During interviews, pose a series of questions to help you gauge the qualifications of the candidates and to determine if you will enjoy working with them. Be sure to ask the following questions:
Who are your typical clients?
Do you provide written plans to clients and if so, how extensive are the documents?
Have you ever been disciplined by a regulatory agency?
How much are your services going to cost and what are the terms of payment?
Remember that once a fee is agreed upon and a contract is signed, any additional fees should be by prior written agreement only.
Once the process has begun
1. If you have not already done so, get a checking account and credit card in your own name. Be smart. Make the first check “1000” rather than “1.” That way it won’t be so apparent to merchants and others that it’s a brand new account.
2. Inform banks and other custodians of your jointly held accounts, in writing to prevent your soon-to-be ex-spouse from moving money. State that no money can be withdrawn or stocks sold without the approval of both spouses.
3. Learn about the laws of your state and your own finances. Understanding your assets and liabilities will provide a foundation for a discussion of your requirements. Learning about laws on alimony, child support, and division of property will help you determine how to best divide joint accounts and possessions to ensure that you and your children are ready to move ahead.
4. When discussing final settlement agreements, view money as a survival issue. You are entitled to half of everything you acquired during the marriage. Choose two or three priority issues, and then be willing to make concessions on those issues that are less important to you.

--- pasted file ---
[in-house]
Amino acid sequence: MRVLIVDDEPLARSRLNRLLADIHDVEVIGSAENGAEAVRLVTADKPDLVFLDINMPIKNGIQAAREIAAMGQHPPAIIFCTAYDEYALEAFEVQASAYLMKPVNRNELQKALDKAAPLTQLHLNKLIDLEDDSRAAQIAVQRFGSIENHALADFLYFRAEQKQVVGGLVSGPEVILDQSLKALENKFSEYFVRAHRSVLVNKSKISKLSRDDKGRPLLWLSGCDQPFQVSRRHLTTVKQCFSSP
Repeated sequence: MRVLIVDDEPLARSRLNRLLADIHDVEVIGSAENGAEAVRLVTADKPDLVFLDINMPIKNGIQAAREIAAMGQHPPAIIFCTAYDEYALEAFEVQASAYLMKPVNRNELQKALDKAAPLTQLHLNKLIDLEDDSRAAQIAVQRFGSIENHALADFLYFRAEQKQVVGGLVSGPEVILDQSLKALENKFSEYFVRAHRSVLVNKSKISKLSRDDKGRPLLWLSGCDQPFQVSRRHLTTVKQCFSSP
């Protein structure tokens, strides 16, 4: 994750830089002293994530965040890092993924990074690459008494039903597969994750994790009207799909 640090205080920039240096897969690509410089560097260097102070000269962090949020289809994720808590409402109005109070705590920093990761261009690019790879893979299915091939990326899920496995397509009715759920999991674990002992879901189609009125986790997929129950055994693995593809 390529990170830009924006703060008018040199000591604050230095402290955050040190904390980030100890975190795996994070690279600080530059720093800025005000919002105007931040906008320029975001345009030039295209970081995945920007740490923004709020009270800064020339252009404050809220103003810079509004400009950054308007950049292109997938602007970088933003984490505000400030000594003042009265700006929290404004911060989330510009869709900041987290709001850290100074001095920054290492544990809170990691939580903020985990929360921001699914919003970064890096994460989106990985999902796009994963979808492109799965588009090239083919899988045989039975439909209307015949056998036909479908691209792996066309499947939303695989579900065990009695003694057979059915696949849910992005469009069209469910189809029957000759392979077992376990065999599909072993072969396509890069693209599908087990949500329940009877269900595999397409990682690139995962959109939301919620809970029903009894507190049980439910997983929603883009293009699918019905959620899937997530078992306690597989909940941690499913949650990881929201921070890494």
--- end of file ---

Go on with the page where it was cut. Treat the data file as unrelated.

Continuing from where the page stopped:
5. Since the money you brought into the marriage, as well as gifts and inheritances, are yours (in most states), save all the documents that could help you prove your separate property.
6. To raise cash, sell unwanted items after making sure that you both agree and that there’s nothing barring you from doing it.
7. Before the divorce is final, make sure to get the necessary records such as; copies of past tax returns, property you are receiving or tax basis of investments you receive.
8. Change beneficiaries on retirement plans and insurance contracts. Execute a new will and revoke family trusts.
9. The following items need to be taken care of. Ask your financial professional and attorney about these:
Life and disability insurance. Your child support and alimony will end when your ex-spouse dies or is unable to work.
Transfer of retirement assets. You should begin the transfer of your portion of your spouse’s IRA as soon as possible. All other retirement plans require a Qualified Domestic Relations Order to make the transfer which is best drafted by a skilled attorney. Get the paperwork done as soon as you can because the death of the employee spouse can have a very undesirable result.
Taxes that need to be taken into account when dividing property.
Taxes on support. Since alimony is taxable, you should set aside a portion of the money you receive each month.